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In Double Disappointment, Biden Administration Fails Again to Keep Promises to Protect Immigrants

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 In an ongoing case before the Supreme Court, lawyers representing Temporary Protected Status (TPS) holders are pushing for access to green cards that would offer work authorization and the security of permanent protection from deportation. In a surprising move, recent coverage highlights the disturbing fact that lawyers for the Biden administration chose to maintain a position aligned with the Trump administration that would deny TPS holders permanent protection. Not only does the move stand in stark contradiction with the Biden administration’s immigration enforcement priorities and previous commitments to the immigrant community, it threatens to further destabilize Central American countries by jeopardizing remittances that TPS holders in the U.S. send home, which are a critical source of livelihood for vulnerable populations. 

Meanwhile on another TPS matter, the Biden administration is asking for an additional 60 day extension to deliberate on whether or not to eliminate TPS protection for El Salvador, Nicaragua, and Sudan in connection to a separate lawsuit. The initial decision to terminate TPS was made by the Trump administration, and as the Biden administration continues to delay, conditions in those countries deteriorate further and more lives remain in jeopardy.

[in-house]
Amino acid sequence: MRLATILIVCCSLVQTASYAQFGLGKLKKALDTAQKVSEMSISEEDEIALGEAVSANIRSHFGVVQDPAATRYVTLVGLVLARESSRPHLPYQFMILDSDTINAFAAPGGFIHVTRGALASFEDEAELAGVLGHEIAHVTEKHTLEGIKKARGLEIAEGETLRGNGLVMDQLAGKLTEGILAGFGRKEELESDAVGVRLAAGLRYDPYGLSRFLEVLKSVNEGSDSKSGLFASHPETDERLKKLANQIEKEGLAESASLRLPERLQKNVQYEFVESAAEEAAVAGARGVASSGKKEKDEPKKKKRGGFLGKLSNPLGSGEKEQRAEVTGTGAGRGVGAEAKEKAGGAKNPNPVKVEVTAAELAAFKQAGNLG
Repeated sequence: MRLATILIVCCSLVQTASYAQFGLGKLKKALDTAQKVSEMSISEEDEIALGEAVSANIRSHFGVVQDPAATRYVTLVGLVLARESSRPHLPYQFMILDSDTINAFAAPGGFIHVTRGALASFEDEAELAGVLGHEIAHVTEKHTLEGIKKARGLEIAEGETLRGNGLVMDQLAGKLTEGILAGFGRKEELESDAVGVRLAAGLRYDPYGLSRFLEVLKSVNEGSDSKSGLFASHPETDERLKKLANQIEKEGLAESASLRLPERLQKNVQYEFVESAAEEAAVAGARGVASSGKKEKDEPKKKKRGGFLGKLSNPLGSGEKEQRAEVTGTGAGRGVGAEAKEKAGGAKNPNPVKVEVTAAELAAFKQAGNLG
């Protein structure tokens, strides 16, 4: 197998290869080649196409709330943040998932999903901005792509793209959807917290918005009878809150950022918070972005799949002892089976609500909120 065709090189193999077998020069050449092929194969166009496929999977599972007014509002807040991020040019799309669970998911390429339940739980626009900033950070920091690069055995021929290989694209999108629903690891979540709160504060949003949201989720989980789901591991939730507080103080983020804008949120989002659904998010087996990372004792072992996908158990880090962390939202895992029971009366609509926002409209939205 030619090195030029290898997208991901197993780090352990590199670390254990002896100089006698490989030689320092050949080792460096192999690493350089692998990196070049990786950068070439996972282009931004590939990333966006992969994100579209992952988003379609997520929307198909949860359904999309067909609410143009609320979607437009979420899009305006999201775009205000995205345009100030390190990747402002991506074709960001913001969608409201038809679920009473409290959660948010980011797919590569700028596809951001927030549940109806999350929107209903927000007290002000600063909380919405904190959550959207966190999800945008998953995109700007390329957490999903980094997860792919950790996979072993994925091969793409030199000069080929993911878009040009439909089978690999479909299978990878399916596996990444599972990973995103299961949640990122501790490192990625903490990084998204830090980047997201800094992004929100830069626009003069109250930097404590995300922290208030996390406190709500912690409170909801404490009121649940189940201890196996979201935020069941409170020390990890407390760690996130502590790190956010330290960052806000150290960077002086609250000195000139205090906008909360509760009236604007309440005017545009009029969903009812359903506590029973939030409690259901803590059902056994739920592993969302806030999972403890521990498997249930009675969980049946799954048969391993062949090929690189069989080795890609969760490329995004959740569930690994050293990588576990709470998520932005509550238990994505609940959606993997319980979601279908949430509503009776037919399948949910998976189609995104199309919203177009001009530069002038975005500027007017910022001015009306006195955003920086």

All of this keeps TPS holders in limbo and perpetuates a Trump approach to immigration, rather than the humane, common-sense, smart reforms Biden promised to deliver.

David Leopold, leading immigration attorney, Chair of Immigration at Ulmer & Berne and former President of the American Immigration Lawyers Association, and legal advisor for America’s Voice: 

Unfortunately when it argued Sanchez v. Mayorkas yesterday before the U.S. Supreme Court the Biden Administration missed an important opportunity to affirm its commitment to a fair and humane immigration system. The administration should have taken the position that immigrants granted Temporary Protected Status are eligible to apply for green cards in the U.S. regardless of how they entered the country. And the Biden DOJ should have abandoned Trump’s misguided legal argument; an argument that is inconsistent with President Biden’s commitment to a fair and humane immigration system. Hopefully, as it now considers its position in the Ninth Circuit’s Ramos case, which challenges Trump’s decision to end TPS for El Salvador, Haiti, Nicaragua and Sudan, the Biden administration will reaffirm the President’s promise to use TPS to protect ‘vulnerable populations who cannot find safety in their countries ripped apart by violence or disaster.’